Suspension of licenses sought for investigators in Costa Mesa case

Suspension of licenses sought for investigators in Costa Mesa case
Costa Mesa Mayor Jim Righeimer in front of Skosh Monahan's pub in Costa Mesa. (Mark Boster / Los Angeles Times)

State prosecutors want two private eyes accused of tailing and trying to embarrass two Costa Mesa councilmen before the 2012 city elections to have their licenses suspended as they await trial.

The investigators, Chris Lanzillo and Scott Impola, appeared in Orange County Superior Court this week, but did not enter pleas on charges of felony conspiracy and false imprisonment.


Prosecutors say Lanzillo and Impola were hired by the Costa Mesa police union to dig up dirt on political opponents. The Costa Mesa Police Assn. has said its members had no knowledge of the alleged unlawful activity until after the fact and then quickly fired the law firm where the two investigators worked.

Lanzillo and Impola are each free on $25,000 bond. But the state attorney general's office has asked that as a condition of their bail, an Orange County judge suspend their state licenses to work in the private security industry and to carry firearms and batons on the job.

According to prosecutors, Lanzillo and Impola used a GPS device to track Councilman Steve Mensinger and phoned in a false report while tailing Councilman Jim Righeimer.

A Costa Mesa police officer responded to Righeimer's home, where the councilman took and passed a sobriety test. The incident sparked the charge of false imprisonment, according to the Orange County district attorney's office.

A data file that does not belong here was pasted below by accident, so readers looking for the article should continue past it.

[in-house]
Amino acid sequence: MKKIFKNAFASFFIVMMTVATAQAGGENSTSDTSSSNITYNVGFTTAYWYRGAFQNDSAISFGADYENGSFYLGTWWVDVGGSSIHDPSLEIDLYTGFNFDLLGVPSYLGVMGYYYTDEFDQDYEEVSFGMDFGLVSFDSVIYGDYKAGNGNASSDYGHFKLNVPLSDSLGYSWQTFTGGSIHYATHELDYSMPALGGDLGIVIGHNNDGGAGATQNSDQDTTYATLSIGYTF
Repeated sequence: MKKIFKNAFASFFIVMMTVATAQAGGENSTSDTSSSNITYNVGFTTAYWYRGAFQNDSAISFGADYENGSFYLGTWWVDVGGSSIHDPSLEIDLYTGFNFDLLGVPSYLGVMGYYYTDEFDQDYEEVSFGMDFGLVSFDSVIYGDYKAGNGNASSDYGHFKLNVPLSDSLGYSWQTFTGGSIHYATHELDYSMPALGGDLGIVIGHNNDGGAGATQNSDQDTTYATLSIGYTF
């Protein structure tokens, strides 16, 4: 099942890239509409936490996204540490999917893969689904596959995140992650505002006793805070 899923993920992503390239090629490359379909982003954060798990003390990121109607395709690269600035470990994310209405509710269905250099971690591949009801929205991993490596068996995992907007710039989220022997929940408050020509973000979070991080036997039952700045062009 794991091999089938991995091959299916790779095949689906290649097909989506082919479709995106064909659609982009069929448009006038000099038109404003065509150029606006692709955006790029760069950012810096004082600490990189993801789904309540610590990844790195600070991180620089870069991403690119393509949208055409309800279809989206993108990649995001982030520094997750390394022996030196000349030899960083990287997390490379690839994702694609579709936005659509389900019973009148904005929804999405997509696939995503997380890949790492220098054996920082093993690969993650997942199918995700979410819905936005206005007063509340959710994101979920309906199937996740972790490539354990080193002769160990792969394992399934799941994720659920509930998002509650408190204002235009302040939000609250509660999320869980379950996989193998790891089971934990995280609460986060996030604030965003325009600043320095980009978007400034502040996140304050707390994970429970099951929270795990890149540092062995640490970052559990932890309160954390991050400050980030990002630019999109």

"Their false imprisonment of another person reflects a blatant violation of that person's personal liberty," the attorney general office's filing states. "Their choice to place a GPS device on someone's vehicle reflects a deliberate invasion of privacy. In short, one who commits such acts cannot be trusted to do business with unsuspecting consumers."

Lanzillo has a private investigator's license, and Impola is licensed to operate a private security patrol, according to online records.

Deputy Atty. Gen. Adrian Contreras said the requested suspensions wouldn't affect any local permits that Lanzillo or Impola may have to carry weapons.

Lawyers for the defendants have opposed the suspension request.

"Lanzillo is not a danger to anybody," said Nancy Kardon, one of his attorneys.

Impola's lawyer, David Vaughn, argued in court papers that the charges against his client involve nonviolent conduct and could have been charged as misdemeanors instead of felonies.

A hearing on the license suspension request is scheduled Feb. 6. The defendants' arraignment was rescheduled for that date.

Superior Court judges have authorized restraining orders on Lanzillo and Impola. Both are barred from contacting Righeimer and Mensinger or visiting Skosh Monahan's, a restaurant owned by Councilman Gary Monahan where the private investigators allegedly began tailing the politicians.